Few things have given us more trouble than explaining the differences between the Mobile IP and VPN standards. NetMotion Wireless' Mobility XE throws this discussion a welcome curve: it goes beyond Mobile IP, addressing wireless roaming needs with more effective security, control, and bandwidth optimisation.

Both the Mobile IP and VPN standards handle remote users and provide encryption of the data stream. Both provide a way to access the remote user via a locally assigned address. The bottom-line difference becomes apparent only when users suddenly break their connection and attempt to reconnect later.

A VPN user in this situation has simply lost his network session; any work in progress is most likely gone and the user has to re-authenticate to the network when he logs on next. Mobile IP does something different: The standard's HA (Home Agent) software keeps the session open and handles the reconnection process when the mobile user returns to an Internet connection.

This feature is all the more impressive because the HA manages reconnections even if the user logs on again using different media. For example, the initial session may have started as a remote connection and then restarted from that user's local desktop connection in the office. None of this matters to a Mobile IP user. It's all in the background.

Beyond the basics of Mobile IP
Here's how Mobility XE takes the concept and intent of Mobile IP several steps further: The user logs in to a "mobility" server on the enterprise network and is authenticated against the RADIUS or NTLM (NT LAN manager)/Active Directory that guards network access. Each user or group is assigned a VIP (Virtual IP) from a set of specific IP addresses or from a pool of addresses through DHCP. Because hosts talk to the VIP, not to the hotspot address assigned to the mobile user, the session will be kept open as long as permitted by admin rules.

Mobility XE works for both wired and wireless connections, but given that its focus isn't on point-to-point connections, you're probably still better off employing a VPN for site-to-site tunneling applications.

Server and client software installs easily
Mobility XE server is the heart of the product. We installed our copy on an HP ProLiant DL360 running Windows 2003 Server in less than 10 minutes thanks to a smooth configuration wizard. Real-life users will see a slower installation only if they decide to import a large number of users from an existing RADIUS or Active Directory store.

We configured the Mobility XE server to pull addresses for its VIP store from our test network's DHCP server. We added our small number of test users through the Mobility XE console; integration into NTLM (Windows authentication) and RADIUS are point-and-click options. One feature we found particularly useful for legacy applications allowed us to configure a specific VIP for a specific user, so the legacy application would lock usage only to that IP.

Client installation is managed locally or via network push, and installation on Windows PCs is just as simple as on smaller clients such as Pocket PC 2002, which we had running on an iPaq. We also installed the NetMotion Mobility software on an HP Tablet PC using Sierra Wireless 750 and 755 wireless PC Card modems (we swapped between the two during testing), as well as on a Dell Dimension desktop machine running Windows XP Professional. This machine acted as a telecommuter, logging in to the Mobility XE server via a cable modem connection.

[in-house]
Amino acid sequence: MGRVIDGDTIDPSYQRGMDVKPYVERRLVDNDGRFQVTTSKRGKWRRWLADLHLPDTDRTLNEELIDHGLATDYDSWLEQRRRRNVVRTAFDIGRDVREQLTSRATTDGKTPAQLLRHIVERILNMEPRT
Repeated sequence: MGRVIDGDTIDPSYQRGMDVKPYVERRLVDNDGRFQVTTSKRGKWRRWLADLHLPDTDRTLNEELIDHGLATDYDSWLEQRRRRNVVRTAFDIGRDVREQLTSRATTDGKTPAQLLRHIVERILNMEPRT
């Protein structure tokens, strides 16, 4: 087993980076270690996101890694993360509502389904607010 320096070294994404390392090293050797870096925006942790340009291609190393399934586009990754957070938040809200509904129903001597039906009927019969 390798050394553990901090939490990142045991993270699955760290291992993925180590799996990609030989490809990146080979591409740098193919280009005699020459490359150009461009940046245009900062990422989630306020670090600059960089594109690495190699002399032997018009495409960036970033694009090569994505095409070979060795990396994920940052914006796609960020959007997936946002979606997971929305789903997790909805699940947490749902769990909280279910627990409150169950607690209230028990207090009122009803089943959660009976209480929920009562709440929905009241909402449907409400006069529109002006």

Broken connections come right back up
We concentrated our testing on the reconnection feature. We started a file transfer via FTP, then walked into an elevator, breaking our connection. When we entered a Wi-Fi hot spot and authenticated, the file transfer picked up where it left off. Just for grins, we also tried this with a Web page on the Pocket PC and got the same result: smooth, immediate reconnection with no lost work.

NetMotion's compatibility with NAT devices helps make these session connections so seamless. This compatibility let us connect securely using a local wireless connection or via the network firewall from an external connection while maintaining the same secure session.

Load balancing for multiple users
For enterprises with lots of remote users, Mobility XE has excellent support for load balancing between multiple XE servers, which is managed directly through the Mobility XE software. It is based on server-hardware monitoring as well as network and application bandwidth thresholds.

Mobility XE management is browser-based but has role-based security privileges that can be extended to or from the Active Directory store as well. The whole thing is not only flexible but fairly intuitive for new users.

What's missing?
Our wish list for Mobility is pleasantly small. We'd love to see the policy management module extended to security compliance, similar to Cisco's NAC (Network Admission Control) technology. It's an obvious next step for NetMotion.

Our other concern is a bit more immediate: We need more than Windows. We can live with the fact that the Mobility XE server runs only on Windows 2000 or Windows 2003 servers. What we can't live with for long is that client support is restricted to the Windows platform as well. With new PowerBooks hitting the enterprise, OS X support is critical for NetMotion, and embedded Linux support should be there, too.

Remote access is a headache every IT manager eventually faces. We've seen many products that address this problem, but Mobility XE's implementation is one of the smoothest so far.


NetMotion Mobility XE combines remote access, wireless client management, and roaming into a seamless package that's almost too smooth to be true. You won't lose data if your connection breaks because Mobility XE keeps your session open until you reconnect.